Jo Waters June 26, 2017

Latest figures show there's been a 24 per cent increase in the number of tooth extractions carried out on under fours in English hospitals during the last 10 years, and experts say sugary foods and drinks are to blame.

Figures also show more than 34,000 tooth extractions were performed on under nines in each of the last two years, the highest number for a decade.

Dentists believe that 90 per cent of tooth decay is preventable by reducing sugar in our diet, as well as twice-daily brushing with fluoride toothpaste and regular dental check-ups.

Why sugar is the main culprit

Sugar is the most important factor in tooth decay and kids who eat too much of it have a higher risk, especially if they eat sugary snacks between meals. The bacteria living in your mouth converts any sugar they eat or drink into acid, which then attacks tooth enamel.

Currently, children aged one and a half to three years consume 11.9 per cent of their energy through sugar each day, while for 11 to 18-year-olds it's 15.6 per cent. The World Health Organisation (WHO) wants to reduce this to five per cent.

Acidic foods and drinks can also cause tooth damage; orange juice has a pH value of 3.5 and experts say anything lower than 5.5 can cause tooth erosion.

The five worst foods and drinks for your child's teeth

•Fruit juice, smoothies and fizzy drinks: Often, the drink that appears to be a healthy choice for your child is highly acidic (especially citrus-based drinks) and can cause erosion of enamel and tooth decay if drunk regularly.

A study in the British Medical Journal examined juices and smoothies marketed at children and found an average smoothie contained 13g of sugar per 100ml and a typical juice 10.7g per 100ml.

Fizzy drinks (even fizzy, flavoured, water and diet drinks) are acidic which is harmful to teeth and a major cause of tooth erosion in children and teenagers. The sugar contained in many fizzy drinks contributes to tooth decay.

•Sweets: All sweets contain sugar, but some are worse than others for teeth. Worst are those which stay in your mouth for longer, especially lollipops, gobstoppers and sticky, chewy sweets, such as toffees. These create more acid in your mouth. As well as containing lots of sugar, the other issue is they tend to be eaten between meals, creating yet more sugar attacks on children's teeth.

•Raisins and dried fruit: Parents often think raisins and dried fruit are a healthy snack choice for children. In fact, dried fruit is high in sugar and tends to stick to teeth. There are typically 20.05g of sugar in a small box of raisins. Again, they tend to be eaten in between meals.

•Chocolate: You might have been told that chocolate is better for your teeth than sweets, but in fact a small packet of chocolate buttons contains 18g of sugar and a Mars bar contains 30g. Chocolate is best kept as an occasional treat and eaten at the end of a meal.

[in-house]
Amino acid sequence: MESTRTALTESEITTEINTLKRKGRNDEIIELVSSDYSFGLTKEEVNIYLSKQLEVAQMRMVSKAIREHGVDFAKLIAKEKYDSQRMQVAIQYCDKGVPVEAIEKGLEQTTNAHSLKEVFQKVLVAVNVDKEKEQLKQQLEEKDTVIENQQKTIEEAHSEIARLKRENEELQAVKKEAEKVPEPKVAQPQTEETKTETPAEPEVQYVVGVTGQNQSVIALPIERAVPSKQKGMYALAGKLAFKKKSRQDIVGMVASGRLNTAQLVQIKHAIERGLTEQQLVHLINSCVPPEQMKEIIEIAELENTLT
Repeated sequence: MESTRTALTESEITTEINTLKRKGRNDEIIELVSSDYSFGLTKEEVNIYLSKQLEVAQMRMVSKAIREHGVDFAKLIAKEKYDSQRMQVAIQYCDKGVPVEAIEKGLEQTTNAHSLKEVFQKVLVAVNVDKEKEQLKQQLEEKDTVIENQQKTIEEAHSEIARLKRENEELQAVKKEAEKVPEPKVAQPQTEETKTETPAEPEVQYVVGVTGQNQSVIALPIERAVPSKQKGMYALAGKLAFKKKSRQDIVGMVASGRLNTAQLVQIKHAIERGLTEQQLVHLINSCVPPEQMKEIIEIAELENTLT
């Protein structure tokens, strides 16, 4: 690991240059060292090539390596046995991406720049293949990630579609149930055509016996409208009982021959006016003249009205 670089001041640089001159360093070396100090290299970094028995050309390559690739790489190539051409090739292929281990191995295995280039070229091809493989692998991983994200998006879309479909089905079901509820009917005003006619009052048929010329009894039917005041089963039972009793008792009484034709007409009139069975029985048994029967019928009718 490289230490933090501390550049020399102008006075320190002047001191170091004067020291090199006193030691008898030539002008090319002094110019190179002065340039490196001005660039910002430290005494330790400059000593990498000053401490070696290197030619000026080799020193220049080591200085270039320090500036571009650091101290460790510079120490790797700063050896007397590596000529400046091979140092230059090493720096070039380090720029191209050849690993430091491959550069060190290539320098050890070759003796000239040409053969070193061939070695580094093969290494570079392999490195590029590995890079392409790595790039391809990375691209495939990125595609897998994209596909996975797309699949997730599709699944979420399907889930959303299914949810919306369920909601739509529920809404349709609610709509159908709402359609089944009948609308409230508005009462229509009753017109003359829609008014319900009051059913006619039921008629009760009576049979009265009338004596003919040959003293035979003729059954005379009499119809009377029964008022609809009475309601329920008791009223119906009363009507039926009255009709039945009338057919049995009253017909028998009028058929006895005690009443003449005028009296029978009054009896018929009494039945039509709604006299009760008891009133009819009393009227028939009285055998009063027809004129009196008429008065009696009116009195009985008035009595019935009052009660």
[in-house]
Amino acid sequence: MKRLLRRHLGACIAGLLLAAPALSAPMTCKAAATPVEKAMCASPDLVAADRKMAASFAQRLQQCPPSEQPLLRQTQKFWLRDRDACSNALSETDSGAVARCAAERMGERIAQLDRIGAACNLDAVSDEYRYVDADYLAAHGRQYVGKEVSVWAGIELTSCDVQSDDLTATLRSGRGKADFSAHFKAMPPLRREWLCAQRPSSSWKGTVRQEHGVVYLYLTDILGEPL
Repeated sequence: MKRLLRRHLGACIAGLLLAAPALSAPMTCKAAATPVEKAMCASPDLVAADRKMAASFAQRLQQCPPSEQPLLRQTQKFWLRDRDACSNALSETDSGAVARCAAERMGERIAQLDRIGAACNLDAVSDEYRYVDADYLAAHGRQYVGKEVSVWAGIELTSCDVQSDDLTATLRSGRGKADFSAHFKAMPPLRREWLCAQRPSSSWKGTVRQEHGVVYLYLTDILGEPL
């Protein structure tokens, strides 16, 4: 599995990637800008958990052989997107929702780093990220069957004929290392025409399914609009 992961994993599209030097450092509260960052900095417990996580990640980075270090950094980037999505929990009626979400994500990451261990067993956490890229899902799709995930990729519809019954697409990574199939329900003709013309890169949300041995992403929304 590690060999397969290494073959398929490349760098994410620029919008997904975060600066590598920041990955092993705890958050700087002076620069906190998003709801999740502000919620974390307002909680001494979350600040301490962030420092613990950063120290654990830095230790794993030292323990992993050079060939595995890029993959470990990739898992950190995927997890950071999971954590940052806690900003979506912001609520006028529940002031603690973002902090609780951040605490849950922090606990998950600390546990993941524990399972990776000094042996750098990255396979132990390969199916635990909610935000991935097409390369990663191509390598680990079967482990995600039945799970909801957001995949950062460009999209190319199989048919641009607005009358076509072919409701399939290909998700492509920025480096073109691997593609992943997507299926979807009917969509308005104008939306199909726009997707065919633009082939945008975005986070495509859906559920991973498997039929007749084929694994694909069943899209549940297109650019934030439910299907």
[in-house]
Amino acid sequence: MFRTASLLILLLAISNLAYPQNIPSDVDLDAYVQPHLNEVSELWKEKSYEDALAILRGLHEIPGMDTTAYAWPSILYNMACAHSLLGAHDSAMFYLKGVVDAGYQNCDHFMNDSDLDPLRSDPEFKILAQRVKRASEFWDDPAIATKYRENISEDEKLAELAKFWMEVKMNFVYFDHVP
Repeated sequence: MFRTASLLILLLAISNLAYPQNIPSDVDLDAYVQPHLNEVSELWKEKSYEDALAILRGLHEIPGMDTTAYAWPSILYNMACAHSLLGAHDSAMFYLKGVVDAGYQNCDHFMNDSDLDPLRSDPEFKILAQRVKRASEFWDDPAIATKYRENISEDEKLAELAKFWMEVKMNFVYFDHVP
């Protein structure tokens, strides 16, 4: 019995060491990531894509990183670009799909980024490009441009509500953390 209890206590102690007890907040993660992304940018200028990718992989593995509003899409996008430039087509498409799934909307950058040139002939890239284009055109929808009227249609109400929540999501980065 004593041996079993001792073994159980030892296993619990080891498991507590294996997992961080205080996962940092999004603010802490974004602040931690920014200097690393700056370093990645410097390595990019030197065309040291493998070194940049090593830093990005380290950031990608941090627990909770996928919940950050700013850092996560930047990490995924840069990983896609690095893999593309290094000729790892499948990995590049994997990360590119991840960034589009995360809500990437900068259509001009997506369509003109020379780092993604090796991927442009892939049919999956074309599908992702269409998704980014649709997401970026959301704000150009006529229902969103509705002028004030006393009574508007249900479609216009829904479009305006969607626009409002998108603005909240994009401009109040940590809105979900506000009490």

•Biscuits and cakes: These are convenient and popular snacks for children, but laden with sugar. Just one chocolate digestive biscuit contains 4.85g of sugar, while a jam doughnut contains 15.8g.

How to protect your child's teeth from sugar

Cut down on the amount of sugary foods and drinks you give them, check the sugar content on food labels and swap sugary drinks for plain water or milk.

Brush their teeth or supervise them cleaning their teeth, for two minutes twice daily with a fluoride toothpaste. Don't brush straight after eating or drinking something acidic or sweet, as this can brush tiny particles of enamel away, wait at least an hour after a meal . If you do give your child sugary or acidic foods and drinks make them part of a meal rather than as a snack in between.


Vitamin D supplements: Vitamin D helps your body to regulate calcium and phosphate and is important for dental health. Sunlight is the best source, but during the winter months many of us don't get enough. The Department of Health says breastfed babies aged under one should be given a daily supplement of 8.5mcg to 10mcg, those having formula milk don't need one unless they are having less than 500ml a day, because formula milk is fortified with vitamin D. Children aged one and over should be given a daily vitamin D supplement of 10mcg.

• Multivitamins: The Department of Health also recommends all children aged six months to five years should have a daily supplement of vitamins D, C and A (unless they are having 500ml or more of first infant formula).



Nothing beats a healthy, balanced diet to provide all the nutrients we need. But when this isn't possible, supplements can help. This article isn't intended to replace medical advice. Please consult your healthcare professional before trying supplements or herbal medicines.



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